In today’s global business world, there are higher chances that you will end up leading a virtual team at some point in time. Though basics of leadership remain the same in a virtual team, however, the members of a virtual team work at different times and different places. This will make your leadership tasks much more complex and difficult. In this blog, I will talk about 3 key challenges of virtual teams and my practical approaches to resolve those challenges.

Building Trust:

PROBLEM: As with all teams, trust is a key factor in determining virtual team’s success. Building trust in a virtual team, where people speak different languages, come from different cultures, and live in different time zones is very challenging.

SOLUTION: These challenges can be resolved by different approaches. The approach that works for me is to use of facial pictures in e-mail exchanges. This will help you a long way by putting a human element in to virtual communication and reminding people about the person who sent this message.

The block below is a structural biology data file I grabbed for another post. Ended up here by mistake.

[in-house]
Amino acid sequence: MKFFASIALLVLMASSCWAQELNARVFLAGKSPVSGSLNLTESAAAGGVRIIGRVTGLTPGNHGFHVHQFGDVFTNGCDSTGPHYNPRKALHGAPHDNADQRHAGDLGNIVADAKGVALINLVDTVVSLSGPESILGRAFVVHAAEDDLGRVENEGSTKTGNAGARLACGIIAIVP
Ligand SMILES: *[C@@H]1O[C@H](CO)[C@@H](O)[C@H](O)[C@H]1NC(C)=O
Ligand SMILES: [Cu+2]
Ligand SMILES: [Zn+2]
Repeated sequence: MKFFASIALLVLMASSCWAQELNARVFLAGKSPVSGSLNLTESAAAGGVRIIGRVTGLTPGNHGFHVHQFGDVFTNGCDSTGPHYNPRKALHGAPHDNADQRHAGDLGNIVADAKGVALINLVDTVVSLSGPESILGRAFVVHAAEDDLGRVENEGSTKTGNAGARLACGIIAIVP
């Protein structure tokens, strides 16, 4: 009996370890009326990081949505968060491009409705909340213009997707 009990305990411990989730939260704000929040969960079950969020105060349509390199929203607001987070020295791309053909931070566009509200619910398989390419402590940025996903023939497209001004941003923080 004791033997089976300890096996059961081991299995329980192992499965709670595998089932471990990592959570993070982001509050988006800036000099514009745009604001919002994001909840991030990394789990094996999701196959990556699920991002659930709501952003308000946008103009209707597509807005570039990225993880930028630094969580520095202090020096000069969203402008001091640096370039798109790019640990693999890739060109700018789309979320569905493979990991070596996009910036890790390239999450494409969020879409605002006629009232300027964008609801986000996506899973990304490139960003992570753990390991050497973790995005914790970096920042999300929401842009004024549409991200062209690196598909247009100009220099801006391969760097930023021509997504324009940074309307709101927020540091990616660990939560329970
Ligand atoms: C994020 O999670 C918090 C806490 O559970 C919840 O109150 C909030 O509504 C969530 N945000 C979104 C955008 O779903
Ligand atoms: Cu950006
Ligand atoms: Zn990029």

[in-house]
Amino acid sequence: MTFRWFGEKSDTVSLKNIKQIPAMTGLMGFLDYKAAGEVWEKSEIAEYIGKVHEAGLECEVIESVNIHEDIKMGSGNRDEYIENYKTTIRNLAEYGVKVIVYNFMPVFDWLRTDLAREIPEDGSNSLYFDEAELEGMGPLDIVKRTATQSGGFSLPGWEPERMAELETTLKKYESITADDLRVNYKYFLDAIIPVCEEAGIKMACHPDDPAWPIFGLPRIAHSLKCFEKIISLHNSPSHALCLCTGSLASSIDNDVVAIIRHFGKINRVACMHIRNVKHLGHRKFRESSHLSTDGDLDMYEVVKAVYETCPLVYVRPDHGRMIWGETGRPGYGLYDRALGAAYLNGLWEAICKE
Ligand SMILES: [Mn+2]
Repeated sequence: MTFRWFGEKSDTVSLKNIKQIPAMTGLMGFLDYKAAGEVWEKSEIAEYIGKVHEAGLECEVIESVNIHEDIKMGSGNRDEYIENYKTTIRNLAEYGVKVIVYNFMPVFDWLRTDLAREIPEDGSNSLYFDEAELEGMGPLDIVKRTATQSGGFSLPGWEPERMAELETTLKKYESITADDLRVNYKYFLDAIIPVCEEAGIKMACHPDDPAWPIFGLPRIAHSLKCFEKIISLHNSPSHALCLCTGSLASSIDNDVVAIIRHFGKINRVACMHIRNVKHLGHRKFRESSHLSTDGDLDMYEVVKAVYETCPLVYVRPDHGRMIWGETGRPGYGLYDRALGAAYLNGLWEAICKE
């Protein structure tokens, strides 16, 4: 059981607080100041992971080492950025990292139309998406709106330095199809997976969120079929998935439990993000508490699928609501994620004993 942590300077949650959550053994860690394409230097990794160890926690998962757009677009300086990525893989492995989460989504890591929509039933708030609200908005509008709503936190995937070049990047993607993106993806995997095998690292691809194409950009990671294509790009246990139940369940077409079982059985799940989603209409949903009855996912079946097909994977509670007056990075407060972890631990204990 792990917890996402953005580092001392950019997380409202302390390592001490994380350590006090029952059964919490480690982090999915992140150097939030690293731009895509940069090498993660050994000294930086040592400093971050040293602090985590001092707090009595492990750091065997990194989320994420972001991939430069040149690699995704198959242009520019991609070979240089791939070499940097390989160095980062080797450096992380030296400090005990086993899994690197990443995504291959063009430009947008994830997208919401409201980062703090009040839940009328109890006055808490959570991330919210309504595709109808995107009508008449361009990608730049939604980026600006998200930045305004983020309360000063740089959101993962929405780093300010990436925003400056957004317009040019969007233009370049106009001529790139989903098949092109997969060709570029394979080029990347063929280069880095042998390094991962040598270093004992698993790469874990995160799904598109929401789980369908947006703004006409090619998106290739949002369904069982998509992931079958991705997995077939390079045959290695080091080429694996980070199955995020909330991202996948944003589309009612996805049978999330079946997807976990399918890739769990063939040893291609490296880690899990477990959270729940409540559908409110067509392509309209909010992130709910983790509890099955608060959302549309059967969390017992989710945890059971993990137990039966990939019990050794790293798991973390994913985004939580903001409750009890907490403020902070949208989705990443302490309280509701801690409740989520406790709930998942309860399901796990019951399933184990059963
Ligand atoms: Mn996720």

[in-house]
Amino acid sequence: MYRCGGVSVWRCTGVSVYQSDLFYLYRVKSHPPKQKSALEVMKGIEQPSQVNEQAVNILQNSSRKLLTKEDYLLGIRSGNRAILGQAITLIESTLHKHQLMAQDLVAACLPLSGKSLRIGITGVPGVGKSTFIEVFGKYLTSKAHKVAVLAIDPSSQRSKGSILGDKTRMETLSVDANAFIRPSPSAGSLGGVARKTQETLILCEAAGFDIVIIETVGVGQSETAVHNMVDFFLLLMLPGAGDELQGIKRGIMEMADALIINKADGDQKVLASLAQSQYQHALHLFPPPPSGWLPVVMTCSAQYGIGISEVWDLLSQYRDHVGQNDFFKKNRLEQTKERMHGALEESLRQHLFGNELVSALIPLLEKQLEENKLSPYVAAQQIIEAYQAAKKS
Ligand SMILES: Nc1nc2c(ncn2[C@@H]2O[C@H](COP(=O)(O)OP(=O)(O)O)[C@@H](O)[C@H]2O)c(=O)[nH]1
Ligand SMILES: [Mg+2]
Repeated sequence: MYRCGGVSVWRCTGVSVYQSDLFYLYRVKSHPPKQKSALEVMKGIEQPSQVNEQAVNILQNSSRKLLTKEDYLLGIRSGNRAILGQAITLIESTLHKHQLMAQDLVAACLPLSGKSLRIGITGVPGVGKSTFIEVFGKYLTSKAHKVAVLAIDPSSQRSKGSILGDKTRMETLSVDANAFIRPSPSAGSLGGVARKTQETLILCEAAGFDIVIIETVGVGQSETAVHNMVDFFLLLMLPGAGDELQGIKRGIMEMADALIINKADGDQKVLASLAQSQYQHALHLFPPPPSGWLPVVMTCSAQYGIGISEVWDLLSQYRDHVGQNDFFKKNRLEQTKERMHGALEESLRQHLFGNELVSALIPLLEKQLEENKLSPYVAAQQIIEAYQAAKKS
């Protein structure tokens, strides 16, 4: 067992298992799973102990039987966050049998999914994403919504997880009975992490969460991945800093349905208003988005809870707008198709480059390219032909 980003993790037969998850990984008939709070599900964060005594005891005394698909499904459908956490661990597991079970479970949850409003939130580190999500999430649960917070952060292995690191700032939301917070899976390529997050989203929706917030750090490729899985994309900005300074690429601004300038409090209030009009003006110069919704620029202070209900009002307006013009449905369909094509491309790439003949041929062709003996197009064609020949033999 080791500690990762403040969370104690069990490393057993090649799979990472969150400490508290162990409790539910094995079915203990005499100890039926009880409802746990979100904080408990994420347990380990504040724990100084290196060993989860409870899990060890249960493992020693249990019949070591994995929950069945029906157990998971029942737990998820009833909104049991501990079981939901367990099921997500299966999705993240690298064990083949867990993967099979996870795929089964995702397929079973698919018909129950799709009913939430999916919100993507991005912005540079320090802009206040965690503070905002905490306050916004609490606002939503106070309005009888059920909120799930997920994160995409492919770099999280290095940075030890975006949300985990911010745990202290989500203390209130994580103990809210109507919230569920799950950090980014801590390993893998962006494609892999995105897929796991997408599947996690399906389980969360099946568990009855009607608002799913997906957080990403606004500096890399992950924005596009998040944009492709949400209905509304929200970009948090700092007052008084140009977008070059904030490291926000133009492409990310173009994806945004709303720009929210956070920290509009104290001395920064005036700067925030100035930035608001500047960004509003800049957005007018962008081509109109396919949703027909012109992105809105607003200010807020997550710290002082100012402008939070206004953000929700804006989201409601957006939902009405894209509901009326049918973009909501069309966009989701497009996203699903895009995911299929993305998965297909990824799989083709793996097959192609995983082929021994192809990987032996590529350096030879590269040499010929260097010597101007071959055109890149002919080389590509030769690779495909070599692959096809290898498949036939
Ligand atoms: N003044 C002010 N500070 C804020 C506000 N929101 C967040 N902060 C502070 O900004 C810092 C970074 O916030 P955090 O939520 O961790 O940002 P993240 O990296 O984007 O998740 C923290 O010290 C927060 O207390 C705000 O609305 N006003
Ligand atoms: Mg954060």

Taking ownership:

PROBLEM: The virtual nature of the team and its assignment can make the virtual team’s project seem less real and pressing, with the serious consequences that team members fail to take ownership of the project.

SOLUTION: I might not have the perfect answer to resolve this issue, but here is what I do: Lay down team’s mission and explain the reasons behind that mission. In this way, they can connect their goals to this mission and I get more buy-ins from them. Then I try to share control over defining team’s objectives and process. This helps me build the climate of self-determination and ownership.

Maintaining visibility:

PROBLEM: “Out of sight, out of mind” may explain why it is easy for a virtual team to become isolated and forgotten by the organization. Thus, maintaining visibility becomes a real challenge in a virtual team environment.

SOLUTION: Again, I might not have the perfect solution for this challenge, but here are few steps that I follow:

  • Invite key decision makes, stake holders and project managers in the weekly conference call.

  • Include these key decision makers in some of your important e-mail chains.

  • Publicize your achievements through group e-mails and team’s website.

  • Follow up with key stake holders regularly to check up on the project progress and get their feedback.

I hope these tips help you in resolving your day-to-day challenges of virtual team management. And let me know, if you have any other suggestions. I am always looking for your feedback. Thanks. – Bhavin Gandhi